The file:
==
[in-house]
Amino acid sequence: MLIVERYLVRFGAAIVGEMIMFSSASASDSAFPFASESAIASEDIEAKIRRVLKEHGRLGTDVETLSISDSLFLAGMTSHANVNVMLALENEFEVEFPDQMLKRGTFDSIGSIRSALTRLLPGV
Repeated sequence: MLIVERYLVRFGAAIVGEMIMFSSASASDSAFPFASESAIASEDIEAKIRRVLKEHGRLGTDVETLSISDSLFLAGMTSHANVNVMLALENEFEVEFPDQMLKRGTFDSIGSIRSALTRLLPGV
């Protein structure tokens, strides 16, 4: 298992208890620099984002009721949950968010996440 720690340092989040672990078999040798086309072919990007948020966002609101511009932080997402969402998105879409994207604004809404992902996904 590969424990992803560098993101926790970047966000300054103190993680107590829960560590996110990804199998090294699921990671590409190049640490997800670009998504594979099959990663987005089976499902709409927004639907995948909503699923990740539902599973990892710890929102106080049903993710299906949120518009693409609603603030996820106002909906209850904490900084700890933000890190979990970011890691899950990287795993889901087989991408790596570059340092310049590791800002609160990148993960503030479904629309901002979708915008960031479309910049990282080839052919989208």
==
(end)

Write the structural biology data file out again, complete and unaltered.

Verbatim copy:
[in-house]
Amino acid sequence: MLIVERYLVRFGAAIVGEMIMFSSASASDSAFPFASESAIASEDIEAKIRRVLKEHGRLGTDVETLSISDSLFLAGMTSHANVNVMLALENEFEVEFPDQMLKRGTFDSIGSIRSALTRLLPGV
Repeated sequence: MLIVERYLVRFGAAIVGEMIMFSSASASDSAFPFASESAIASEDIEAKIRRVLKEHGRLGTDVETLSISDSLFLAGMTSHANVNVMLALENEFEVEFPDQMLKRGTFDSIGSIRSALTRLLPGV
């Protein structure tokens, strides 16, 4: 298992208890620099984002009721949950968010996440 720690340092989040672990078999040798086309072919990007948020966002609101511009932080997402969402998105879409994207604004809404992902996904 590969424990992803560098993101926790970047966000300054103190993680107590829960560590996110990804199998090294699921990671590409190049640490997800670009998504594979099959990663987005089976499902709409927004639907995948909503699923990740539902599973990892710890929102106080049903993710299906949120518009693409609603603030996820106002909906209850904490900084700890933000890190979990970011890691899950990287795993889901087989991408790596570059340092310049590791800002609160990148993960503030479904629309901002979708915008960031479309910049990282080839052919989208």